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monkey
monkey
January 14, 2015 8:25 am

@TD
Just a note on this post , it may be me but I cannot scroll/tab thro the document. I want to as this is a very interesting piece of history in terms of developing precision air drops in hazardous terrain in hostile territory and a first hand document by them that did it would be great !
(On windows 8 PC.)

Chris
Chris
January 14, 2015 8:34 am

monkey – funny; this is one of the few pages that still works on a proper PC using non-Janet & John GUI. Most new websites are hopeless on mouse & keyboard PCs but no doubt look really cool on prod & swipe pocket brains. I guess we put all this down to yet more half-baked software sold to customers before the compatibility snags, interface issues and functional bugs have been sorted. As if.

http://www.democraticunderground.com/10023143670

ArmChairCivvy
ArmChairCivvy
January 14, 2015 8:45 am

The scrolling is frozen until you install a Scribd app (free).

monkey
monkey
January 14, 2015 8:46 am


For me to run my software at home I need this and it don’t come with anything else , an 2.2Ghz i7 with 16GB RAM , more than NASA had for the first 40 years of its creation added together and it cant scroll a scanned document , hah hah no I should be crying …….

ArmChairCivvy
ArmChairCivvy
January 14, 2015 9:56 am

TD’s mobile format tweaking has made “pinch” work at least on one more tablet!
– now I get mixed up between the three different language input options I have set (my bad)

Gloomy Northern Boy
Gloomy Northern Boy
January 14, 2015 10:58 pm

@Monkey – If you manage to read the post, you might then want to turn to Defeat into Victory, Viscount Slim’s own account of the Campaign – unless of course you have already read it. Slim was a remarkable man, an outstanding General…and although I can only speak as an interested layman, much of what he did in the Burma Campaign seems to me at least a war or two ahead of his time…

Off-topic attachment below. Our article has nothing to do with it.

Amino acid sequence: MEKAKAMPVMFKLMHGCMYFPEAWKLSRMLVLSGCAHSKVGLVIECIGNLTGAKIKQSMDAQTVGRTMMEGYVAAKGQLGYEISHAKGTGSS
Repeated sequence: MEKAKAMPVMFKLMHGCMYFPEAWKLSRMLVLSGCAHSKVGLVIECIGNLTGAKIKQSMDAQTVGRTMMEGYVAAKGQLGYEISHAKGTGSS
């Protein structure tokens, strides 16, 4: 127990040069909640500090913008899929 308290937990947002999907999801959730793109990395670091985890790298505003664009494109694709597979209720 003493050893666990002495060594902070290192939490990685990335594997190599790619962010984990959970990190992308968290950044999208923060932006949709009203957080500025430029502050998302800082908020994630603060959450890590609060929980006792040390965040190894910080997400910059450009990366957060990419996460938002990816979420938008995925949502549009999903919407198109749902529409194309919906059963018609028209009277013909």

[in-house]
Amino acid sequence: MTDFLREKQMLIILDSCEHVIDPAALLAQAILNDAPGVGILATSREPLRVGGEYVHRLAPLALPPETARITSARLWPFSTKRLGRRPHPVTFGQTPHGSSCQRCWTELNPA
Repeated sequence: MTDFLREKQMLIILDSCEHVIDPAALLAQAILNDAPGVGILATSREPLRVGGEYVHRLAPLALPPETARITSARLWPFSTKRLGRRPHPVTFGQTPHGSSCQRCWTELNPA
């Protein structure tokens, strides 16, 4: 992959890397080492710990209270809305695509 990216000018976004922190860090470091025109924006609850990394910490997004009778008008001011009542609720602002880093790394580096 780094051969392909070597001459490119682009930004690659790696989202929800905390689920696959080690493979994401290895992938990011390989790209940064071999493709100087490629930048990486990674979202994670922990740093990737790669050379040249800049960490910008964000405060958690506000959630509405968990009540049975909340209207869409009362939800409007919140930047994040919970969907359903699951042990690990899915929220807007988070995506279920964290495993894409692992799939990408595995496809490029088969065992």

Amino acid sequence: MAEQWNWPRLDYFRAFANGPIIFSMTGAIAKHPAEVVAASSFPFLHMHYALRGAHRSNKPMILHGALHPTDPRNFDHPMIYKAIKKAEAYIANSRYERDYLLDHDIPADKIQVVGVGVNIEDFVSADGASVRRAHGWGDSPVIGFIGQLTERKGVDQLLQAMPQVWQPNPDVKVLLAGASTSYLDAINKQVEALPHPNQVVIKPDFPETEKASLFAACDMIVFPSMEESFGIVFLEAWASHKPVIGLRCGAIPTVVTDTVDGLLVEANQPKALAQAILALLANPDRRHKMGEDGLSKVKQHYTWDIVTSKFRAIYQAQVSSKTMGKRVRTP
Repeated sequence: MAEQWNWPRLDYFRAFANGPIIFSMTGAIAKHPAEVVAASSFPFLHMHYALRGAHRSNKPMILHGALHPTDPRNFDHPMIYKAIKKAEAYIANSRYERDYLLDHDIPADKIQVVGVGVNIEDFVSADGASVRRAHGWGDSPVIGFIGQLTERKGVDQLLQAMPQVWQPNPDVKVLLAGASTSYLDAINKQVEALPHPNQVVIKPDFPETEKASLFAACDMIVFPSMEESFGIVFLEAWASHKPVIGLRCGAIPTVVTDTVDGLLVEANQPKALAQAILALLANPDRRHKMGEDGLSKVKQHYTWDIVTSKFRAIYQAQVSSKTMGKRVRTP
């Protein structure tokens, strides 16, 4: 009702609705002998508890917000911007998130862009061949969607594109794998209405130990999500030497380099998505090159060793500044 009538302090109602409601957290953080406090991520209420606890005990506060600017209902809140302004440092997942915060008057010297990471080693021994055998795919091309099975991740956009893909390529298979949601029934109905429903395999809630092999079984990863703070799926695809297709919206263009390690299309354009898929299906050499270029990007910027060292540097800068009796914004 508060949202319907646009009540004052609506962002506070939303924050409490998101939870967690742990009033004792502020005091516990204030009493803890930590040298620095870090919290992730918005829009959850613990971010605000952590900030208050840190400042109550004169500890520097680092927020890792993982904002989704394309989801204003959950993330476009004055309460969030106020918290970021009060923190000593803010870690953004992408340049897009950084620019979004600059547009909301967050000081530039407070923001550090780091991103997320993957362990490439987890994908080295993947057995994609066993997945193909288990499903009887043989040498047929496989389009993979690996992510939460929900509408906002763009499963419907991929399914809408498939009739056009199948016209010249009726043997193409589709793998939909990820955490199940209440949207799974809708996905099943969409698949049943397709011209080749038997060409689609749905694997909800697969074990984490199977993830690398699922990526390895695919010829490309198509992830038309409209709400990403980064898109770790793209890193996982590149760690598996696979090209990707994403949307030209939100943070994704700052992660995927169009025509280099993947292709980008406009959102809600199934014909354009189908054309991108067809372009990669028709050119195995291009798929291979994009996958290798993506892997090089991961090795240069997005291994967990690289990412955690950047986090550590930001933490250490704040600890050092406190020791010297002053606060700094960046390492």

If you can get a copy of the 1956 First Edition, it is more detailed than subsequent reprints…and has a very striking olive green slipcover bearing the XIV Army Badge in red.

GNB

monkey
monkey
January 14, 2015 11:14 pm

@GNB
I have not read either yet but General Slim was a very interesting man. It was a case of cometh the hour cometh the man , right man right place and the wisdom above him to see it . Thanks for the tip on the first edition.

Obsvr
Obsvr
January 15, 2015 9:49 am

I have the first edition of D i V, it was my father’s. He served in Burma, in a division that was on 100% air supply in late 1944, but with a GOC who was first rate and subsequently became CIGS, Brooke wanted him as a corps commander in Europe but he was one of the few Brit senior officers who could get on with Stillwell, so he stayed in SEAC. Rations were very bad at one stage so the old man visited the divisional airhead, total rations held – two sacks of flour! Ammo had priority.

Gloomy Northern Boy
Gloomy Northern Boy
January 15, 2015 2:35 pm

– My Father’s closest friend lost an arm in that campaign…but when they both returned to their pre-war hobby of cycling in the fifties and sixties Uncle Jo continued to win the veteran section in the annual club road race in Lincolnshire, long after my Dad hung up his clips and became a Course Marshal and Timekeeper at Farthing Corner, on the Great North Road…

They were tough old buggers in the XIV Army!

GNB

Kent
Kent
January 15, 2015 4:34 pm

A good friend of my father went to the CBI theater while my dad went to England. Mr. Edmonds flew B-24s in the 7th Heavy Bombardment Group, 10th Air Force, out of India. He said the scariest missions were flying fuel over the “Hump” to support the 308th Heavy Bombardment Group, 14th Air Force.